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It’s true, summer tends to linger on like an unwanted guest long after the autumnal equinox gives it the official boot in late September. But the season needs to face facts: Ever since August departed, it’s been looking tired and stale. The same thing happens every year. The first twinges of fall set in — a yellow leaf, a chill in the air when the sun goes down — and summer starts to show its age.

A poet once wrote: “Becoming one-legged — the grasshopper in autumn.” That’s pretty much how summer feels in September. It’s high time it hobbled offstage. And let’s hope it doesn’t try its usual comeback attempt in November. As far as 2006 is concerned, summer’s just not hot anymore.

Still, it’s sad to see it get ready to go, even as we relish the thought of cooler days and brighter skies. Some of this has nothing to do with the weather. August means vacation time, festivals and fireworks; September and October, by contrast, can’t help feeling like a pair of scolds. They are eye-catching months, but they do seem to want us to keep our noses to the grindstone. One starts to miss summer’s easygoing ways.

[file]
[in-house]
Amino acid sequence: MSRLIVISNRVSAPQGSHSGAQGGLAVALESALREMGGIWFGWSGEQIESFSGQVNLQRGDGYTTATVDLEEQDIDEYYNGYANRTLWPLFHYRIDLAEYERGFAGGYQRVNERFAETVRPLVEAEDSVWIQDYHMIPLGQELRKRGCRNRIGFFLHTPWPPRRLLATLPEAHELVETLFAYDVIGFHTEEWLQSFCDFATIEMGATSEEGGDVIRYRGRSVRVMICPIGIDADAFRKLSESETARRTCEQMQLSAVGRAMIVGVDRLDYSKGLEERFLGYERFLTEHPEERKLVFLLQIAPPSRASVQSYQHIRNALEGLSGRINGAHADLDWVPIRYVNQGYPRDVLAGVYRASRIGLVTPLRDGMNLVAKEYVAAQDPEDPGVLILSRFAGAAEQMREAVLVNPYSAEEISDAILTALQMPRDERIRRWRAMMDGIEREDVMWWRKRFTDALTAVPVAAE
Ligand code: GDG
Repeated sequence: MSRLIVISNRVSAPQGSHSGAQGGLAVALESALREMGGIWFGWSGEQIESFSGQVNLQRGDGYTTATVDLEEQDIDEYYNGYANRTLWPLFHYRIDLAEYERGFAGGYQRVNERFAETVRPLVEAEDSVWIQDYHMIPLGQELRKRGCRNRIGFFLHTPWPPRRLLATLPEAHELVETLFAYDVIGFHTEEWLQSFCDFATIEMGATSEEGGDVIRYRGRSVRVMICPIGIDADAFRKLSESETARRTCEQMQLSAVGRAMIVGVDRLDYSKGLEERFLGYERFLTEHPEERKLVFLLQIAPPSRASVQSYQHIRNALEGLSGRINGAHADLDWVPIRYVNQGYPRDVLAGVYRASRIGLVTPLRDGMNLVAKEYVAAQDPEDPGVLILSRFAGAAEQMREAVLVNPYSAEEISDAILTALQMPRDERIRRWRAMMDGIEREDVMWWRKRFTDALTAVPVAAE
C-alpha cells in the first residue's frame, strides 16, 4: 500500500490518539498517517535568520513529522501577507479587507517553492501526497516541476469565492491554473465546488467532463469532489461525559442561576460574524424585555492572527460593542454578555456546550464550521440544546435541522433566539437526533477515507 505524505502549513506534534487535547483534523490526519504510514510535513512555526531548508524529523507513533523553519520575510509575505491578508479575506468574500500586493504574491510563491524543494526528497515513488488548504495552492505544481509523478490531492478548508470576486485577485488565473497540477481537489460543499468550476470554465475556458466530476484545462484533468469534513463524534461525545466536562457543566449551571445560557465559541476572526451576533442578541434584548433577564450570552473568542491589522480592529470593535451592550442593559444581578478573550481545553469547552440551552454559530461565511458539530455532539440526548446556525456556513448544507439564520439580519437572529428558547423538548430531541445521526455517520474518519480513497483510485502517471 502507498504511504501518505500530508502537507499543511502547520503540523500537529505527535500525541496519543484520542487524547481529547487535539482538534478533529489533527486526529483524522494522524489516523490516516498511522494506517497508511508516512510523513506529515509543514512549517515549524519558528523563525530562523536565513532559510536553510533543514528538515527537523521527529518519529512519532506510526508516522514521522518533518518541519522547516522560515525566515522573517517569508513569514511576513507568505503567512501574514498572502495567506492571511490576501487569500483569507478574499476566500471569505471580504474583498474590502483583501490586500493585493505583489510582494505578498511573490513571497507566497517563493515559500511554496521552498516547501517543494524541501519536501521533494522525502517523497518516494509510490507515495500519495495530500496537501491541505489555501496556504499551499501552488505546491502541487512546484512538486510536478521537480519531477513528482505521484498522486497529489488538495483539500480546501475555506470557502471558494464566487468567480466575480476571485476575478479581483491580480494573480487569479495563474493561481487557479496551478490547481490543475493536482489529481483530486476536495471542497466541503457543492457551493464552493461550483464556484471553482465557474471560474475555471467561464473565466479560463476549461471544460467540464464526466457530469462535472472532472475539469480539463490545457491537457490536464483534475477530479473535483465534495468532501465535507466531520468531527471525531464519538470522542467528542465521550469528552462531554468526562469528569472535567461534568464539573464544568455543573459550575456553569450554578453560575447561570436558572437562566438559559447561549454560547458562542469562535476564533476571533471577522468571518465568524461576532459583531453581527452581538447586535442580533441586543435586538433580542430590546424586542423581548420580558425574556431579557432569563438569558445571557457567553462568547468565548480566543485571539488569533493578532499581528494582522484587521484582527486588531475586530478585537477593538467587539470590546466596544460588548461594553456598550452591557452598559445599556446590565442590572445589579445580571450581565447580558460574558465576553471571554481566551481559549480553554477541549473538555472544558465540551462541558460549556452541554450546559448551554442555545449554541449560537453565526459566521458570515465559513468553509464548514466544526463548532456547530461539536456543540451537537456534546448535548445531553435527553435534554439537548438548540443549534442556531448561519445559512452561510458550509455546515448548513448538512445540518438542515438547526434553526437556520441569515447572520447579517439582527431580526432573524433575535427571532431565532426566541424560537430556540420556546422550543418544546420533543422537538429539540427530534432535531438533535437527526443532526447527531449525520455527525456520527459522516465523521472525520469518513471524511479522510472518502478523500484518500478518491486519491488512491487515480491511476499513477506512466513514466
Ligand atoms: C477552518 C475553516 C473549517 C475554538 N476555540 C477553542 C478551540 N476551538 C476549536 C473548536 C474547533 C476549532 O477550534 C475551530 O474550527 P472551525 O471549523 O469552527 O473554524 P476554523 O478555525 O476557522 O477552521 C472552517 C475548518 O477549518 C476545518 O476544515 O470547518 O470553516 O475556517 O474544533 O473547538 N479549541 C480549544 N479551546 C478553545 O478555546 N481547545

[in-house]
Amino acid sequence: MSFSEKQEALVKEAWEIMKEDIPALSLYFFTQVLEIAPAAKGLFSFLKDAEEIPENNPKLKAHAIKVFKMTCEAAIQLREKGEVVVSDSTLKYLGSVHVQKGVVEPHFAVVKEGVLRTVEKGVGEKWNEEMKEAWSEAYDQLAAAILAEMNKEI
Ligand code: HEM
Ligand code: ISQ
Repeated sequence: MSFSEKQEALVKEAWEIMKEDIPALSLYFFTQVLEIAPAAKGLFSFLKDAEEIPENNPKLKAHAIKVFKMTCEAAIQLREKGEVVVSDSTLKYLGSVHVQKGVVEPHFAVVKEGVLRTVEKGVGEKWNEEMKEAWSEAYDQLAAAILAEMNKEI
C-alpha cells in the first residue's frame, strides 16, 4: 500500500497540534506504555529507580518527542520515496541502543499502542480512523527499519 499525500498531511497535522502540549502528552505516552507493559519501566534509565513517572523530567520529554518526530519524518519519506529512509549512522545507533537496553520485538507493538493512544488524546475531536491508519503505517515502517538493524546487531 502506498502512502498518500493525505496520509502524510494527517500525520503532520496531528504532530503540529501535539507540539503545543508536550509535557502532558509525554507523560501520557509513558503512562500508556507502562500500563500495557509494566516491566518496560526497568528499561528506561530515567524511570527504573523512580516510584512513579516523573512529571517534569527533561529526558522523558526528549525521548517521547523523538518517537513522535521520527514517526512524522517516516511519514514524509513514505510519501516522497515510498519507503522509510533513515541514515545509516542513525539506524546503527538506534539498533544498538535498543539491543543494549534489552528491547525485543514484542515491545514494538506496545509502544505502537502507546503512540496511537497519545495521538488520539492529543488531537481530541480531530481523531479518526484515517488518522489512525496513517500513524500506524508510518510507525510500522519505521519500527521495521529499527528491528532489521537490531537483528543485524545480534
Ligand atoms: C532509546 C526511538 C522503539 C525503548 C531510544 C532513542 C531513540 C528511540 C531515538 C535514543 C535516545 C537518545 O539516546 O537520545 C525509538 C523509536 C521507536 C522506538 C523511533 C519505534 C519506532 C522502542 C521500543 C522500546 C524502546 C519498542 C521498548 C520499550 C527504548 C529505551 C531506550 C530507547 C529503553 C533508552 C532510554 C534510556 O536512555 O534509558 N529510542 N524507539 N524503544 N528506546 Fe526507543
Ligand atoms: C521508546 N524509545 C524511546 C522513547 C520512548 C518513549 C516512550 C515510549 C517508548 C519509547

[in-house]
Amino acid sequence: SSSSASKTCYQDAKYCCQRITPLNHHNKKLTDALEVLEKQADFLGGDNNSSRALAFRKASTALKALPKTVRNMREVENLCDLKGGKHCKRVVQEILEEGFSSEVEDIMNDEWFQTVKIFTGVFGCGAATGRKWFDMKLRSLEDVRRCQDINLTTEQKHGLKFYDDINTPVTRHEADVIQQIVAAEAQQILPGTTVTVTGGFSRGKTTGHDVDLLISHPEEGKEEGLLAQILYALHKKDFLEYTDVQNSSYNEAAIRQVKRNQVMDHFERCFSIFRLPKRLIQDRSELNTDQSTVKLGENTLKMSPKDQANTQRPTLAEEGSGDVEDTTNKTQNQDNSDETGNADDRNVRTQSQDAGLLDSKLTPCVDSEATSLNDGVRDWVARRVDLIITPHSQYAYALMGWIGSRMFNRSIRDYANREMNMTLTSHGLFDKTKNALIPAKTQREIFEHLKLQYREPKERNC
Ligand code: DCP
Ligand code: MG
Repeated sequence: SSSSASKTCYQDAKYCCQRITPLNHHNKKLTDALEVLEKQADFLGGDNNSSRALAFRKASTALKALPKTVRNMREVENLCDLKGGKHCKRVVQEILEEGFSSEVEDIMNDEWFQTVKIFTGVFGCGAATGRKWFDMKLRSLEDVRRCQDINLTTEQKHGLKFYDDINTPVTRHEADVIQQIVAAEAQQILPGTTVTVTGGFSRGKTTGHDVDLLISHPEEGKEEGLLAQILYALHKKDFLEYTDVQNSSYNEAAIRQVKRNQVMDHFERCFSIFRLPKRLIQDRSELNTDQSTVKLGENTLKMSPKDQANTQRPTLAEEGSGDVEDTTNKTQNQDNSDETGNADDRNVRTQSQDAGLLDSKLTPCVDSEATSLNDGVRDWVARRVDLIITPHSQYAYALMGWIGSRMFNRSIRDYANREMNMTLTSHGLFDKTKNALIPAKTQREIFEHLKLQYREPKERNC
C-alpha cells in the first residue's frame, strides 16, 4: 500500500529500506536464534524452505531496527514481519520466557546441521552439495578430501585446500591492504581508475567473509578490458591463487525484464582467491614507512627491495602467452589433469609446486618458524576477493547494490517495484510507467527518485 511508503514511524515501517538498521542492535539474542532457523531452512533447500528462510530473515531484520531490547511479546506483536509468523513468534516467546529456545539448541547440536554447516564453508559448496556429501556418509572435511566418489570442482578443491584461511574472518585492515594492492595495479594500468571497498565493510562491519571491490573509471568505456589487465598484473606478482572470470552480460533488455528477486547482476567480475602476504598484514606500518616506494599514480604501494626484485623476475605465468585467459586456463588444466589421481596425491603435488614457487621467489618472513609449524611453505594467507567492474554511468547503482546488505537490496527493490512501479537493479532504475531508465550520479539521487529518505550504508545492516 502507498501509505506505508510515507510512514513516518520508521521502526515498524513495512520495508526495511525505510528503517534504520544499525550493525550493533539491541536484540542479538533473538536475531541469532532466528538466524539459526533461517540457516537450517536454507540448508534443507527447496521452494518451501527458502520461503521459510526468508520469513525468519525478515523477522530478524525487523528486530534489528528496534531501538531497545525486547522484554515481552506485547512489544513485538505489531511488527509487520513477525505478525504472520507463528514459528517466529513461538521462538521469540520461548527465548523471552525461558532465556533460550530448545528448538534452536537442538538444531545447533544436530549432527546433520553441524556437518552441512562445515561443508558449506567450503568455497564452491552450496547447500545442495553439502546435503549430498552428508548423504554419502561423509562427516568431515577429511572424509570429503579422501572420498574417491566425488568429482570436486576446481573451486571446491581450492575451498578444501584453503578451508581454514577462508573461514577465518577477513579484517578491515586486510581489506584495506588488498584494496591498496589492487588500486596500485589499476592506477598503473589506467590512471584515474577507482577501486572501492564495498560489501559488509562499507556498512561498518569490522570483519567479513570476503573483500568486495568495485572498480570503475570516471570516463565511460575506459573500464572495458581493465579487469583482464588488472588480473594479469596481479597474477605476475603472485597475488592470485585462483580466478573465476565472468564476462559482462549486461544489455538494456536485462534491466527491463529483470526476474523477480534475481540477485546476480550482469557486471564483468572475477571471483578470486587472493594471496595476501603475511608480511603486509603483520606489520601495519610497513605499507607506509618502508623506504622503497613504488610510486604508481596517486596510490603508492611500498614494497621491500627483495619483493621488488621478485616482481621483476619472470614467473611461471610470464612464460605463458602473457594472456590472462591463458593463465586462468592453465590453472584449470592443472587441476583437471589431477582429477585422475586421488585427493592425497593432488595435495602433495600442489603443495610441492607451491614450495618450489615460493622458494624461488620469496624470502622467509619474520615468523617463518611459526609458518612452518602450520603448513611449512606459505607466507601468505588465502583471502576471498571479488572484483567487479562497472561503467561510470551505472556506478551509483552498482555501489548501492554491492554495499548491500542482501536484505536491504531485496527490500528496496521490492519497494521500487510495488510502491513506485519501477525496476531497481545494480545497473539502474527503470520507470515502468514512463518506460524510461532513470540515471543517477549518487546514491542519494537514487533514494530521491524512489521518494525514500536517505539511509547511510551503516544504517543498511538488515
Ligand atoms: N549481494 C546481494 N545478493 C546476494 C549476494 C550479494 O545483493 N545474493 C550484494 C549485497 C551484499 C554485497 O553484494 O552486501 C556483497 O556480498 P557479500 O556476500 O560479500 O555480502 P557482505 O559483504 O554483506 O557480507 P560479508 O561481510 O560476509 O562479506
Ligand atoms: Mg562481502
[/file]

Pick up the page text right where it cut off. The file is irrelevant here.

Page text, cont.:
The great painters understood this ambivalence. It’s hard at this time of year, for instance, not to think of Monet’s 1891 masterpiece, “Wheat Stacks (End of Summer).” That pinkish-golden light falling across the green fields cuts to the heart. Beautiful, but shot through with melancholy.

As for the poets, they tend to get melancholy about anything passing, to the point where some of them can hardly enjoy a season while it’s still at its peak. Here’s Basho: “How soon the morning-glory’s hour must end! Alas! It, too, can never be my friend.” Now that’s carrying sensitivity a bit too far.

Our advice? As the young say, keep it real. Sort those vacation photos, make the most of fall and hope you’re around this time next year to send summer on its way all over again.

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